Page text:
Prime Minister in hopes of ridding the country of false idols and ideals.

During the film’s Q&A, Lacôte spoke at length about the film’s genesis out of a personal

documentary, “Chronicle of War in Ivory Coast,” that he made in 2002.

“I was in my country three days before the beginning of the war, the rebellion, and I

filmed my district Yopougon, with 1.5 million people, during three weeks and after I

followed this conflict for five years and at the end I made a very personal documentary

about my family, about my history in Ivory Coast. During this documentary, I interviewed

a Young Patriot and asked him how he became one and he said, ‘I have three lives.’

Later I took this sentence to imagine the three lives of this young boy [Run].”

The critically acclaimed de Bankolé, a fellow Ivorian, had been approached by many

great African directors over the past 25 years, but had been “searching for some young

blood in Africa to make a film with—not an African movie, but a film,” suggesting a story

that rises above local concerns to a kind of universality. Before filming, he had not been

to his home country for over 17 years, though he still has family there.

When war broke out, he was deeply involved, calling his family every day and helping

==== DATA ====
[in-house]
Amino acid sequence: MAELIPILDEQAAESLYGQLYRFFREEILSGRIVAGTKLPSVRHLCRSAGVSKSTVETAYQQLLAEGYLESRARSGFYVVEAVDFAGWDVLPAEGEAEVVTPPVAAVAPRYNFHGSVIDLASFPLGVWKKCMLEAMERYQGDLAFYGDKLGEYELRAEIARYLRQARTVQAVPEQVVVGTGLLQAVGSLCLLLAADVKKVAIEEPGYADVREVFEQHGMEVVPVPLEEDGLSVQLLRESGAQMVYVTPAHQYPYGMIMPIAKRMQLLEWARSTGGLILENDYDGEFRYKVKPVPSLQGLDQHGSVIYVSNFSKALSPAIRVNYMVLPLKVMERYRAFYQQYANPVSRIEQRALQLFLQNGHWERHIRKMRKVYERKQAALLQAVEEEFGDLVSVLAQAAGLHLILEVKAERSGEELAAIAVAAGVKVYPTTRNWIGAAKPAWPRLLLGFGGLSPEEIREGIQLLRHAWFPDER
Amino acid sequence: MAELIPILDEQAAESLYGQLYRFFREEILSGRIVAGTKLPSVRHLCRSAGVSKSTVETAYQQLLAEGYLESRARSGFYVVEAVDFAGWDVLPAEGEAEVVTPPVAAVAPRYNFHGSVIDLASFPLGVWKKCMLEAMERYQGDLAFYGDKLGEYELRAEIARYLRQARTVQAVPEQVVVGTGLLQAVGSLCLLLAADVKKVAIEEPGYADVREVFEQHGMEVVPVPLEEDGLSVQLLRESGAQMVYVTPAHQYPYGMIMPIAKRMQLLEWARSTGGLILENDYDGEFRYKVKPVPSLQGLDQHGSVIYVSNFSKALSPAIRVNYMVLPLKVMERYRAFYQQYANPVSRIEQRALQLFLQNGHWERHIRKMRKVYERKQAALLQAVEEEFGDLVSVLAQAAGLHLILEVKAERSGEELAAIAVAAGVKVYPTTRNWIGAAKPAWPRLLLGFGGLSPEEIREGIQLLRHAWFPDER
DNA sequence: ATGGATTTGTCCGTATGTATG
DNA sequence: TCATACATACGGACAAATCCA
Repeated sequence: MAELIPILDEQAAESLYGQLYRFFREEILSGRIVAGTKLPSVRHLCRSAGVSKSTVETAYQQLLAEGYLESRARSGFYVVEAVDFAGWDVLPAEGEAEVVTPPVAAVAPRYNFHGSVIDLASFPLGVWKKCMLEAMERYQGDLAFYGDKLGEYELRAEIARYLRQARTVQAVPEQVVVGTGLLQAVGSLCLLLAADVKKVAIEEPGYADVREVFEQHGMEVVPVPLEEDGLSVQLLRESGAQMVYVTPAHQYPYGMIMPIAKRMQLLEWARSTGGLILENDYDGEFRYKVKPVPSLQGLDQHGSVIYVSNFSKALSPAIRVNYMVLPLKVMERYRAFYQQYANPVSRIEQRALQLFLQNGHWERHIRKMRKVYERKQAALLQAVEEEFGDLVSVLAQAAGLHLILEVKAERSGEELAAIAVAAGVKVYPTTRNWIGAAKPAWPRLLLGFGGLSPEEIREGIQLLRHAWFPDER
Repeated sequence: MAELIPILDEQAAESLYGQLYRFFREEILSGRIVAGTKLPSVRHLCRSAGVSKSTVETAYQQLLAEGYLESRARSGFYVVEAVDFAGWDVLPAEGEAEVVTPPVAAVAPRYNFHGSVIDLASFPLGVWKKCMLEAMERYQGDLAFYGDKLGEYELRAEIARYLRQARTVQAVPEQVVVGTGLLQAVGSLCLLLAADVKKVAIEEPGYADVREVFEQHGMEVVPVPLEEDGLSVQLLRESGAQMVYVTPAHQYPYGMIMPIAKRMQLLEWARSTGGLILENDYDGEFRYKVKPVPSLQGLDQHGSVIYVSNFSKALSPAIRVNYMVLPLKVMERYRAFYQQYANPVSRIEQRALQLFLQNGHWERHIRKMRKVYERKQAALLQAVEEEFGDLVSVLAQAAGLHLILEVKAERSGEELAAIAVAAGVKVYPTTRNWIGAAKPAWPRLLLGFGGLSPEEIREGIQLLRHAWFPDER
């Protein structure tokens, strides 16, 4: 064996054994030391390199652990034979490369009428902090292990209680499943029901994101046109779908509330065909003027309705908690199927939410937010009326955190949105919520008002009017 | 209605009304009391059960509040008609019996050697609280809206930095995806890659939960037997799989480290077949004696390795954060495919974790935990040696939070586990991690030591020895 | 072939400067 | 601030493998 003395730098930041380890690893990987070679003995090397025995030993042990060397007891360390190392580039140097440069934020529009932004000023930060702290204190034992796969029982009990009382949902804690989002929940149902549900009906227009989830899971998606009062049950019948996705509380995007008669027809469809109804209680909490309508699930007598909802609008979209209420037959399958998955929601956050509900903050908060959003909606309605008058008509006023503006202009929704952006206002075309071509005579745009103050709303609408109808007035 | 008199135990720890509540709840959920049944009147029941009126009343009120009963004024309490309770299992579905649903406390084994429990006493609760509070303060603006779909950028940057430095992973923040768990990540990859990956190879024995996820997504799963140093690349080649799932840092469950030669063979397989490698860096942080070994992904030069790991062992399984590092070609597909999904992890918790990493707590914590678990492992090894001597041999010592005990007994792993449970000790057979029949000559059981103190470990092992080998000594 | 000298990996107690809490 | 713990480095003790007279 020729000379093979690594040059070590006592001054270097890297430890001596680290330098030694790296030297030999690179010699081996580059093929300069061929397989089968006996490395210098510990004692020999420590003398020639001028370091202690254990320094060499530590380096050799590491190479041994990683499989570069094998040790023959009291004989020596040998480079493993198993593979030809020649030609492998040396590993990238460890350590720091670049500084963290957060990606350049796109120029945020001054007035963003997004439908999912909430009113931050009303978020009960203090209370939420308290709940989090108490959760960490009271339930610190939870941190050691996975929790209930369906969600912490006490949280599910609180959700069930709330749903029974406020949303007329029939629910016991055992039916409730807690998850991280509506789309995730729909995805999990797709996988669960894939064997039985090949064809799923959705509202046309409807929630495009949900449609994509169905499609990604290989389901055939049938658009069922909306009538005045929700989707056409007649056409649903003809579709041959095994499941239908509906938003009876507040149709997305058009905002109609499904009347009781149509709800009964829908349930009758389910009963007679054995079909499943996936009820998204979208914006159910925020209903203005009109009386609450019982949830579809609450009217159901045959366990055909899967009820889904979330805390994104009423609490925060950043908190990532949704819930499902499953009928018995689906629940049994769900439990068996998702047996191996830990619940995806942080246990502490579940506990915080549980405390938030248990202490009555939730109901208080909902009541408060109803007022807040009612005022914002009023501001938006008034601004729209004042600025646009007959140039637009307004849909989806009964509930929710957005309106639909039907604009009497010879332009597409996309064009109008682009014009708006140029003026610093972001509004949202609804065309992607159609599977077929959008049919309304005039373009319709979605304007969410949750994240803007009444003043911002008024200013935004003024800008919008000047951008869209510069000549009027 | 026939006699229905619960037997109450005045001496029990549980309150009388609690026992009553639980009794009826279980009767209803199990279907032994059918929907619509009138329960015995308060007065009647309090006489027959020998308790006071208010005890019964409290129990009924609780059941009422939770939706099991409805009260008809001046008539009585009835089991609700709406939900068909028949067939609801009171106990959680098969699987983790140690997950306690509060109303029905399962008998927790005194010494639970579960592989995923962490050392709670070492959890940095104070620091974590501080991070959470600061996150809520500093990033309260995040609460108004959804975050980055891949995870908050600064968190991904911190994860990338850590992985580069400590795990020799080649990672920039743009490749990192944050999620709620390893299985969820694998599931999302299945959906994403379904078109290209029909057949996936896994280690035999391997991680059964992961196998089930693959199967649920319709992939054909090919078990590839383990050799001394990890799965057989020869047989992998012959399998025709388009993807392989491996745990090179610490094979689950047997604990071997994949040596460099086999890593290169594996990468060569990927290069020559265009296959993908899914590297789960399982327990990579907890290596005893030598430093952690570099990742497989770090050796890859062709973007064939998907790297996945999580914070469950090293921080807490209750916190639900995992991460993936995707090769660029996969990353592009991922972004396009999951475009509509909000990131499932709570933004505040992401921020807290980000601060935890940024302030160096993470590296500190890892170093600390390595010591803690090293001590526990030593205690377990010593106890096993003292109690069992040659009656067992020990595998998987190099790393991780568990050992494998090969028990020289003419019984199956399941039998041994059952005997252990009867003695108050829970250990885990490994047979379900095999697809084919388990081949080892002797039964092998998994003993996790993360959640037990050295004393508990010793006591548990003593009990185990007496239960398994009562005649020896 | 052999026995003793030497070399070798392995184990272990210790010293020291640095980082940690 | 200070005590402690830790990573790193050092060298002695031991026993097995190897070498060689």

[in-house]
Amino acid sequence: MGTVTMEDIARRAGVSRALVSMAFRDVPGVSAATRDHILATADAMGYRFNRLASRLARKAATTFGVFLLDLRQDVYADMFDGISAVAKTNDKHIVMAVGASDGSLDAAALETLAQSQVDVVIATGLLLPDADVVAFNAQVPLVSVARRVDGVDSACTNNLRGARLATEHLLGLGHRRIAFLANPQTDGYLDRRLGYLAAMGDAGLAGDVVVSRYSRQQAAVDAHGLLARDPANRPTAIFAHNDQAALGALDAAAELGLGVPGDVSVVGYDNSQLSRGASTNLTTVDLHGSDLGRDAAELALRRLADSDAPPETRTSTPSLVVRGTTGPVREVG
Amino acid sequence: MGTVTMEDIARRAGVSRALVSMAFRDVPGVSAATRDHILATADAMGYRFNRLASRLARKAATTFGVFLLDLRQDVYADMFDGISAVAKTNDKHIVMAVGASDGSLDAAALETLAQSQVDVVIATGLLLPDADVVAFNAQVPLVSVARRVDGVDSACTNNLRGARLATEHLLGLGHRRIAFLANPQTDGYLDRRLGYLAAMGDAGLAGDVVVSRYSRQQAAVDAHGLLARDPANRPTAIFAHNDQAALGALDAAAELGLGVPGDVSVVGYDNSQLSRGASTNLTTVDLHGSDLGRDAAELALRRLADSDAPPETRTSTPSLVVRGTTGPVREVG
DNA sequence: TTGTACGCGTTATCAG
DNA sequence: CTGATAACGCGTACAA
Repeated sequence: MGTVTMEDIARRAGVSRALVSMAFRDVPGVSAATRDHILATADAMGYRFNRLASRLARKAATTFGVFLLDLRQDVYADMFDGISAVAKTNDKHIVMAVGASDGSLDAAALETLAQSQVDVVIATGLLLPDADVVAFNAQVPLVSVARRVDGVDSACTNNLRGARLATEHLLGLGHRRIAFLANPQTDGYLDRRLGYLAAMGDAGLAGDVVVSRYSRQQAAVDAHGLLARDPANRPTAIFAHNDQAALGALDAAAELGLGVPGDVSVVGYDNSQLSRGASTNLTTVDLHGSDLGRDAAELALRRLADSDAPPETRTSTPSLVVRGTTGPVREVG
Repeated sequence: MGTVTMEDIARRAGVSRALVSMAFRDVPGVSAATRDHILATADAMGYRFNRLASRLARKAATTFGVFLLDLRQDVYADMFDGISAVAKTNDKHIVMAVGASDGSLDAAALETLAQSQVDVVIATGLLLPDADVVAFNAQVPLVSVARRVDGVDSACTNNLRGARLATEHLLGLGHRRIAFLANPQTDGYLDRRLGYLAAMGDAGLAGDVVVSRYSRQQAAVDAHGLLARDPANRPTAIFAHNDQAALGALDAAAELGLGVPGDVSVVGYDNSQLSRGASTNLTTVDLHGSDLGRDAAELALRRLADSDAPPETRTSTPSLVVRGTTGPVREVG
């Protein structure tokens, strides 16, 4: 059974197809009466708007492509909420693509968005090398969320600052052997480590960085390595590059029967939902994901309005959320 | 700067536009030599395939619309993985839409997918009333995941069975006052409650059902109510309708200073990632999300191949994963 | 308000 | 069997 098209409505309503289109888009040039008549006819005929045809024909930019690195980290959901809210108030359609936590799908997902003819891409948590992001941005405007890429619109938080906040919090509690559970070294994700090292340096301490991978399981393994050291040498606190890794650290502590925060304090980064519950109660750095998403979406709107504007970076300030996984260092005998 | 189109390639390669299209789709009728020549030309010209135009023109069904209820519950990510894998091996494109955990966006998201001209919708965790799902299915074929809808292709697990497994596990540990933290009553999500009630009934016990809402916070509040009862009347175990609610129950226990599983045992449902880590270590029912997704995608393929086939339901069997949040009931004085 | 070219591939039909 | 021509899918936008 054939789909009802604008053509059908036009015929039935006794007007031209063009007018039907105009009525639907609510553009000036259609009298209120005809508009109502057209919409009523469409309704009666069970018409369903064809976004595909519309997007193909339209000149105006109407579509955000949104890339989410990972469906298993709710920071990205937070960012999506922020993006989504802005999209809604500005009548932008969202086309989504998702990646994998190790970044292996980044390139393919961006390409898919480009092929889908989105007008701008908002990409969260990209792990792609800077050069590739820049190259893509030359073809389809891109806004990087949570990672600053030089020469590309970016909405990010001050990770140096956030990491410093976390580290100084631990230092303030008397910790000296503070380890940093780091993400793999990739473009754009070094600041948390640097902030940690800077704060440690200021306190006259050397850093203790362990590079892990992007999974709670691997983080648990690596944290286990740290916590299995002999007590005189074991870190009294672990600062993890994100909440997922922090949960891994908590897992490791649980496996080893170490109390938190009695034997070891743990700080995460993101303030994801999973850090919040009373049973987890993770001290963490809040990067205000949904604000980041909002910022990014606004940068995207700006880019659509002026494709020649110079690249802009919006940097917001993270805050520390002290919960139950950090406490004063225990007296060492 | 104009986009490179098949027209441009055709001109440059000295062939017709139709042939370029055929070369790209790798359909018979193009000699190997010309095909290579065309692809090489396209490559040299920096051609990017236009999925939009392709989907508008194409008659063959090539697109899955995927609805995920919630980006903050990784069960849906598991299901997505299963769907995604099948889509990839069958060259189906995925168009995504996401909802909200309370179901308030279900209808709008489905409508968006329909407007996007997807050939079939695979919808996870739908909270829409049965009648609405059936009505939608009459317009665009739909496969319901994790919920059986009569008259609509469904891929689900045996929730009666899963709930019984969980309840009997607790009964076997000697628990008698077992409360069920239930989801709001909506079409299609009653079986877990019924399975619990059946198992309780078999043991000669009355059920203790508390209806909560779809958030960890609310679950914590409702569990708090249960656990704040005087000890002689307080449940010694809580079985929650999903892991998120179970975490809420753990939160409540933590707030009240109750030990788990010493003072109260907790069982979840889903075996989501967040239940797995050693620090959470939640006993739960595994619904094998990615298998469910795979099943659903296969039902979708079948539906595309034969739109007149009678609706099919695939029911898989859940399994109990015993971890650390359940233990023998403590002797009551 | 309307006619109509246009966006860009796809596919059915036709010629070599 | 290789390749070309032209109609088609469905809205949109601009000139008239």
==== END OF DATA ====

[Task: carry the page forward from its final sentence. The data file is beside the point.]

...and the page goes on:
free one of his sisters from the Ivory Coast to Mali and, with the French embassy’s help,

later France. It was the same embassy official who, years later, put him in touch with

Lacôte. The latter was open to receiving feedback on the script and willing to fly de

Bankol é business class to Cote d’Ivoire, sealing the deal.

The seasoned actor was nervous at Cannes, having never seen the film’s dailies.

“After the screening, [I thought] if Philippe comes to me tomorrow with no script, I will

follow. When I saw the movie, I saw a film, I saw somebody who can take a story and

make it its own.”

In the end, the film was well received by the audience, who peppered the actor and

director with questions.

Of his central premise, Philippe said: “Run is the story of a young boy who refuses to kill

his master, runs away, and at the end he’s going to commit a murder. So what I really

wanted to achieve was to ask where the violence that is now prevailing in Cote d’Ivoire is

coming from. Was that violence already within us before?”

After the screening, notable guests including de Bankolé, Saul Williams, Angelique Kidjo

and “Mother of George” director Andrew Dosunmu were swamped with fans. Later on, a

handful retired to an Irish bar for drinks, peeling off as the clock struck 1A.M. All in all, it

was a warm New York welcome for an up-and-coming African filmmaker.

Bidding Philippe farewell, I asked him how he felt about the screening. In his

characteristically understated way, he replied that he was surprised by, though happy

for, the enthusiasm.

Iquo B. Essien is a Nigerian-American writer and director. She attended the Graduate Film Program at NYU/Tisch School of the Arts. Her short film, Aissa’s Story, was a regional semifinalist in the 2013 Student Academy Awards and an official selection in the short film competition at FESPACO 2015. She is currently adapting the short into a feature film while writing a memoir, Elizabeth’s Daughter, about losing her mother to cancer. You can find her on Twitter @alligatorlegs. To find out more about Aissa’s Story, visit: